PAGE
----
…other than the fact that I’ve discovered that I like these entries to have pictures, and I wanted to figure out how to post a picture. But there’s also the real-world analogue to this cyber entry, namely the space outside my window, where for years I have pointlessly hung a black thistle feeder, though no finches ever came to eat thistle seed: I have finally achieved goldfinches. [A pause from typing this while I roll over to look out. Yep. there is a goldfinch! I think they are nesting in the nearby hazelnut tree.]
To get to the question of what they have to do with poetry, I don’t think a poem would interest me unless the actual world intruded somehow (having said this, I am barraged with exceptions. Like most of Wallace Stevens.)
Inward, non-real-world sources would be useful as my own habitat grows rather limited by my growing agoraphobia (no, not really phobia, not fear, more just an aversion, and not of the marketplace either, not of impersonal social settings. In fact I’m attracted to poems written from the point of view of an observer in the public commons. But usually a detached observer. And hence I force myself out. It’s social interaction I’ve become averse to.)
As Dickinson would say, isn’t my father’s yard enough? In that restricted environment, she looked to birds, who put mortality very plainly in view, as the seasons pass and their singing comes and goes, as the species appear and vanish in their migratory habits. “We are the birds that stay” is how Dickinson describes those who witness, as she did, the deaths of their loved ones. Birds became stand-ins for humans.
It is good to stay vigilant about what is going on outside, but then, once one tunes into outside, it’s easy to become overwhelmed by the passing of everything. My thistle feeder is planted in a clump of rhododendrons, which were so spectacular and heartening when they popped open (it seems like) the other day. But then it rained, and now they’re all smashed and decrepit. One pricks oneself up to the world, and realizes it’s all sad.
Sadness isn’t a perspicacious-enough response, though. Dickinson sure kept her wits about her when it came to grief. And the writing of a poem is also the act of taking a stand against the sadness.

Originally Published: June 8th, 2008

Lucia Perillo grew up in the suburbs of New York City. She earned a BSc in wildlife management from McGill University in Montreal and worked for the U.S. Fish and Wildlife Service before earning an MA in English from Syracuse University. Perillo was the author of numerous collections of poetry, including Dangerous...

  1. June 8, 2008
     Emily Warn

    I've now read your post three or four times and each time feel as if I've been dropped into the space after one of Emily Dickinson's dashes. Were you and she sent on the same errand? When I read, "the writing of a poem is also the act of taking a stand against the sadness," I thought of these lines from Susan Howe's new book Souls of the Labadie Tract : "Words give clothing to hide our nakedness."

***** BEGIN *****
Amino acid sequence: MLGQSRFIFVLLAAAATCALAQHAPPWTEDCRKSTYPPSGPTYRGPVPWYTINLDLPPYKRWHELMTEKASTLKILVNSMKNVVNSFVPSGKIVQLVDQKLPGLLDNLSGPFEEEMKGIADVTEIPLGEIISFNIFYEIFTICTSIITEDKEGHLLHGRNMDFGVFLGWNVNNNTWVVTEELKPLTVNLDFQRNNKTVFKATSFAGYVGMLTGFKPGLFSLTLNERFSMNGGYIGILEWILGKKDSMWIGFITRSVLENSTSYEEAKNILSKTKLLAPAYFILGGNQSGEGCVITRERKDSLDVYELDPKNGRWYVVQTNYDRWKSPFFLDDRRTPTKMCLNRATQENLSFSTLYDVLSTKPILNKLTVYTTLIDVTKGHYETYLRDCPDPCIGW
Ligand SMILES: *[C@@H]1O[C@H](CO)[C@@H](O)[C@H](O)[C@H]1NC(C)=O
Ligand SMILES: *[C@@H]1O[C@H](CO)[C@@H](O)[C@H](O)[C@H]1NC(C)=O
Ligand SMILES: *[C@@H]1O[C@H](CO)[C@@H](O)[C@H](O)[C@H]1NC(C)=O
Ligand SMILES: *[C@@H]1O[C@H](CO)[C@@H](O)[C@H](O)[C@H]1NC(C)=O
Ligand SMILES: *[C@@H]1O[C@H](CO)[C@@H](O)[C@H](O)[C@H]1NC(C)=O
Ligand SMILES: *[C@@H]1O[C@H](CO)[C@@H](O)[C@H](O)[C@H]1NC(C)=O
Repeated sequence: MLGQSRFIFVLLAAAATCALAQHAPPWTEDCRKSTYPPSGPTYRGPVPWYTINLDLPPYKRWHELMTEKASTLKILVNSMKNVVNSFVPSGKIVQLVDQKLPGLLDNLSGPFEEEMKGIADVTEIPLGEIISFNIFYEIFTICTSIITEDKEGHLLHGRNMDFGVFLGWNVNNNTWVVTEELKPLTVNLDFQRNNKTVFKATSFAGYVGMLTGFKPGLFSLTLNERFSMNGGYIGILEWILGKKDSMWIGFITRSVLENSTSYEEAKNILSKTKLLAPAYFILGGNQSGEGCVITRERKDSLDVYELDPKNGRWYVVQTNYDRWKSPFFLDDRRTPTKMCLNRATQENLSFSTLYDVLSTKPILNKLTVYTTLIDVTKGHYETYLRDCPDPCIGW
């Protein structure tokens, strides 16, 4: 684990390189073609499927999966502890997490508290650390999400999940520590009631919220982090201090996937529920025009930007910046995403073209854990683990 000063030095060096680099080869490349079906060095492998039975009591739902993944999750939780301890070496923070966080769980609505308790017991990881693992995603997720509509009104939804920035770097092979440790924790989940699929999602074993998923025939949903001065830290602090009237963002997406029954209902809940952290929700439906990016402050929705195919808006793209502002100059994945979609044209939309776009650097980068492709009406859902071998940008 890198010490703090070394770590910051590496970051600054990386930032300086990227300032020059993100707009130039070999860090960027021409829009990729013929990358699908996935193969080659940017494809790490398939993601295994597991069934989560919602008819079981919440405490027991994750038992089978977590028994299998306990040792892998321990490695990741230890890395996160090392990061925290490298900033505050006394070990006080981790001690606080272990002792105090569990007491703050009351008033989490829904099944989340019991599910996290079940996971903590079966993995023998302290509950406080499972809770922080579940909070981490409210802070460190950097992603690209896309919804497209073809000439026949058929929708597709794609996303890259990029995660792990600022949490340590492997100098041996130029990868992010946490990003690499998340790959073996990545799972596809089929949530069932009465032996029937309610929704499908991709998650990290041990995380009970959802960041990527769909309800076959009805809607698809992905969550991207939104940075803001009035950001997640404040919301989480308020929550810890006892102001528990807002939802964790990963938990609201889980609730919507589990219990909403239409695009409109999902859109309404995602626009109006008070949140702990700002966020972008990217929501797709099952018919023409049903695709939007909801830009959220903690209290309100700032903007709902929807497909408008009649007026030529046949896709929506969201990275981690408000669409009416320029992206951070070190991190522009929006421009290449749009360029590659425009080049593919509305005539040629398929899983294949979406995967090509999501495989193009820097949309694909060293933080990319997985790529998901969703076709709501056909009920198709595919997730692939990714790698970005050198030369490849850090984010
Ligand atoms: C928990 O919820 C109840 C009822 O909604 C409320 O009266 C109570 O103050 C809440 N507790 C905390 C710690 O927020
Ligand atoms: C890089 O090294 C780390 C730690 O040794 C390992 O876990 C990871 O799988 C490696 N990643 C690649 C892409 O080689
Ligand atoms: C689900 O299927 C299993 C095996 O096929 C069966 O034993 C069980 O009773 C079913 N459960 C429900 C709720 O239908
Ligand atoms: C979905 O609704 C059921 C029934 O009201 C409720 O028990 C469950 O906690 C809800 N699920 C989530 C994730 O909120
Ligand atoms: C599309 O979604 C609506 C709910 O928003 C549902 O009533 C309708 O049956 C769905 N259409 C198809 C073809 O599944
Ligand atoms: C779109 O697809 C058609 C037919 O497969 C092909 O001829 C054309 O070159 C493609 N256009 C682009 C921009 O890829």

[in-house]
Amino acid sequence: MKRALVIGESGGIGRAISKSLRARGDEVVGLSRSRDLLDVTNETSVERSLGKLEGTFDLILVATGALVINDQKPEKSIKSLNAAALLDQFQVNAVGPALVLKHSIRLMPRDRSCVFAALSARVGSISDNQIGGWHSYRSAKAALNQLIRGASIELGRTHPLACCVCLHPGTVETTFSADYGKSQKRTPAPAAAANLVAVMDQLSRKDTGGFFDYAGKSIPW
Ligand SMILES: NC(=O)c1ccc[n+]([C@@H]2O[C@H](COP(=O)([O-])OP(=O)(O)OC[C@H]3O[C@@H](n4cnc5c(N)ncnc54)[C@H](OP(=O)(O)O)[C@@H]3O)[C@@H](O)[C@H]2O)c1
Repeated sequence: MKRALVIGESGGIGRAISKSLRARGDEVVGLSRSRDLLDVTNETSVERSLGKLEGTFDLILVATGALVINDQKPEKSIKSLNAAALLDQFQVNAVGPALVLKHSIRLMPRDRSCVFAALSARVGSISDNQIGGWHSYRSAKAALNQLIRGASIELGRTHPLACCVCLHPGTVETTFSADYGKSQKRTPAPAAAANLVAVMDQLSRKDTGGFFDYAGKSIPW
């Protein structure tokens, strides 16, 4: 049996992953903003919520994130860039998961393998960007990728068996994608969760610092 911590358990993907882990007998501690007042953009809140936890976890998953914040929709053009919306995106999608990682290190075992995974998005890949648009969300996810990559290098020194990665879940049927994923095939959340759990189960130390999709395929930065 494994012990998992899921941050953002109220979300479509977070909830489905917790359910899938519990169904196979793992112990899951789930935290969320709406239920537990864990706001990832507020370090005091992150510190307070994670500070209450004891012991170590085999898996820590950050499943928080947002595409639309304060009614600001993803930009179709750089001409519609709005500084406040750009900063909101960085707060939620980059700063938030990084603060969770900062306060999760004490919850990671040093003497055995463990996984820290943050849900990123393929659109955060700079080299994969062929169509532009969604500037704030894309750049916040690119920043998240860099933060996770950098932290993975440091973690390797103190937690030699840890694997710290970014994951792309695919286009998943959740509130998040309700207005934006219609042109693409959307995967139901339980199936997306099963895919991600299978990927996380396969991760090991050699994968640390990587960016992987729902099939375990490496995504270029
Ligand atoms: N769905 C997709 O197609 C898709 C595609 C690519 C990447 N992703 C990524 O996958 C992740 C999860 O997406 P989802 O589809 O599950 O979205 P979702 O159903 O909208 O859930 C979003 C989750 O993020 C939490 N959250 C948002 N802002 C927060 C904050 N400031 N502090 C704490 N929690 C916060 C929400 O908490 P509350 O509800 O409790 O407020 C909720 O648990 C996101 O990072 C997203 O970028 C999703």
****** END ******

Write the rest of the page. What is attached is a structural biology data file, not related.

Thank you for the view from your perch.
    Here's a slightly longer excerpt from which Susan Howe's line comes:
    “During his ministry in Northampton, Jonathan Edwards traveled alone on horseback from parish to parish. Boston was a three-day ride east. It was easier to get to Hartford and New Haven. At Greenfield, the Mohawk Trail began its climb westward toward eastern New York (then frontier territory). As an idea occurred to him, he pinned a small piece of paper on his clothing, fixing in his mind an association between the location of the paper and the particular insight. On his return home, he unpinned each slip and wrote down its associated thought according to location. 'Extricate all questions from the least confusion by words or ambiguity of words so that the Ideas shall be left naked’ he once wrote. Poetry is love for the felt fact stated in sharpest, most agile and detailed lyric terms. Words give clothing to hide our nakedness. I love to imagine this gaunt and solitary traveler covered in scraps riding through the woods and field of Massachusetts and Connecticut.” – Susan Howe from Souls of the Labadie Tract

  2. June 9, 2008
     Mary Meriam

    Till whatsoever star that guides my moving
    Points on me graciously with fair aspect
    And puts apparel on my tatter'd loving,
    To show me worthy of thy sweet respect
    (sonnet 26)
    I've also read your post three times, in-between searching for the name of the pair of birds with deep brilliant yellow color all over (or was it orange?). I can't find them. I can't remember exactly what color they were, but I do remember it was a brilliant flash of very deep bright color.
    I've been watching birds out my window for 14 years now, housebound. The birds I've seen! Here in a national forest, next to a lake. I think about Emily D. all the time. "The brow is that of Deity - the eyes, those of the lost, but the power lies in the throat - pleading, sovereign, savage - the panther and the dove!" (Emily Dickinson)
    "If history is a record of survivors, Poetry shelters other voices." (Susan Howe, Incloser)

  3. June 9, 2008

    I haven't looked at Howe in a while, but these excerpts make me eager to get back.
    Poets clamor to claim that distinct scrap of history--but often we latch onto fads (I think of Henry Darger). Yet Howe finds the scrap, the prize, that no one else finds.